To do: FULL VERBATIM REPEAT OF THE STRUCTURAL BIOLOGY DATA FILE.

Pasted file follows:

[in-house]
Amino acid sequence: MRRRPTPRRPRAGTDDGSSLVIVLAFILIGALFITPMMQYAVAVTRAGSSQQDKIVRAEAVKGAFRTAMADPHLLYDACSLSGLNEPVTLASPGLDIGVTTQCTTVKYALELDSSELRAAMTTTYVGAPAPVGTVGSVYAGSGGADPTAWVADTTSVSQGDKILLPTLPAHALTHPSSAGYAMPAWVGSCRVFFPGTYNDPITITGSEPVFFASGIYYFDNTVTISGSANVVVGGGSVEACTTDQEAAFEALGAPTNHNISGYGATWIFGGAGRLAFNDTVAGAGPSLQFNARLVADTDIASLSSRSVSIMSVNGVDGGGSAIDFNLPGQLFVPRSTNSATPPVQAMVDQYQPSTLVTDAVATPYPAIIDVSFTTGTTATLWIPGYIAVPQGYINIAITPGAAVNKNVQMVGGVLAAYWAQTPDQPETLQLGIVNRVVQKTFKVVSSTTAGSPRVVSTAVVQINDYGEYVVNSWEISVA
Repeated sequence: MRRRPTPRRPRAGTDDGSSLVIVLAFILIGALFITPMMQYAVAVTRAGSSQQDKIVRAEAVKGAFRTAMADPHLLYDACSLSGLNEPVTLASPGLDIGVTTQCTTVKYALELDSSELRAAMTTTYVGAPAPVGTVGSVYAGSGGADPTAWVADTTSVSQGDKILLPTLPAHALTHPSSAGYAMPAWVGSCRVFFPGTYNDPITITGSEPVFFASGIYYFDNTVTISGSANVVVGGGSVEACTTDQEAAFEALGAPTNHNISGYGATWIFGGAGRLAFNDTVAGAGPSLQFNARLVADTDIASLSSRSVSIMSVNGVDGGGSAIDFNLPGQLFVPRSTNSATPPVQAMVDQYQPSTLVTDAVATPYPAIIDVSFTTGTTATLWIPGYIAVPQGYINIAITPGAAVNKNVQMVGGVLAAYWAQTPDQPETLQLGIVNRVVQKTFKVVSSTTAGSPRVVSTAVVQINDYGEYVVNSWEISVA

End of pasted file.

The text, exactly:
[in-house]
Amino acid sequence: MRRRPTPRRPRAGTDDGSSLVIVLAFILIGALFITPMMQYAVAVTRAGSSQQDKIVRAEAVKGAFRTAMADPHLLYDACSLSGLNEPVTLASPGLDIGVTTQCTTVKYALELDSSELRAAMTTTYVGAPAPVGTVGSVYAGSGGADPTAWVADTTSVSQGDKILLPTLPAHALTHPSSAGYAMPAWVGSCRVFFPGTYNDPITITGSEPVFFASGIYYFDNTVTISGSANVVVGGGSVEACTTDQEAAFEALGAPTNHNISGYGATWIFGGAGRLAFNDTVAGAGPSLQFNARLVADTDIASLSSRSVSIMSVNGVDGGGSAIDFNLPGQLFVPRSTNSATPPVQAMVDQYQPSTLVTDAVATPYPAIIDVSFTTGTTATLWIPGYIAVPQGYINIAITPGAAVNKNVQMVGGVLAAYWAQTPDQPETLQLGIVNRVVQKTFKVVSSTTAGSPRVVSTAVVQINDYGEYVVNSWEISVA
Repeated sequence: MRRRPTPRRPRAGTDDGSSLVIVLAFILIGALFITPMMQYAVAVTRAGSSQQDKIVRAEAVKGAFRTAMADPHLLYDACSLSGLNEPVTLASPGLDIGVTTQCTTVKYALELDSSELRAAMTTTYVGAPAPVGTVGSVYAGSGGADPTAWVADTTSVSQGDKILLPTLPAHALTHPSSAGYAMPAWVGSCRVFFPGTYNDPITITGSEPVFFASGIYYFDNTVTISGSANVVVGGGSVEACTTDQEAAFEALGAPTNHNISGYGATWIFGGAGRLAFNDTVAGAGPSLQFNARLVADTDIASLSSRSVSIMSVNGVDGGGSAIDFNLPGQLFVPRSTNSATPPVQAMVDQYQPSTLVTDAVATPYPAIIDVSFTTGTTATLWIPGYIAVPQGYINIAITPGAAVNKNVQMVGGVLAAYWAQTPDQPETLQLGIVNRVVQKTFKVVSSTTAGSPRVVSTAVVQINDYGEYVVNSWEISVA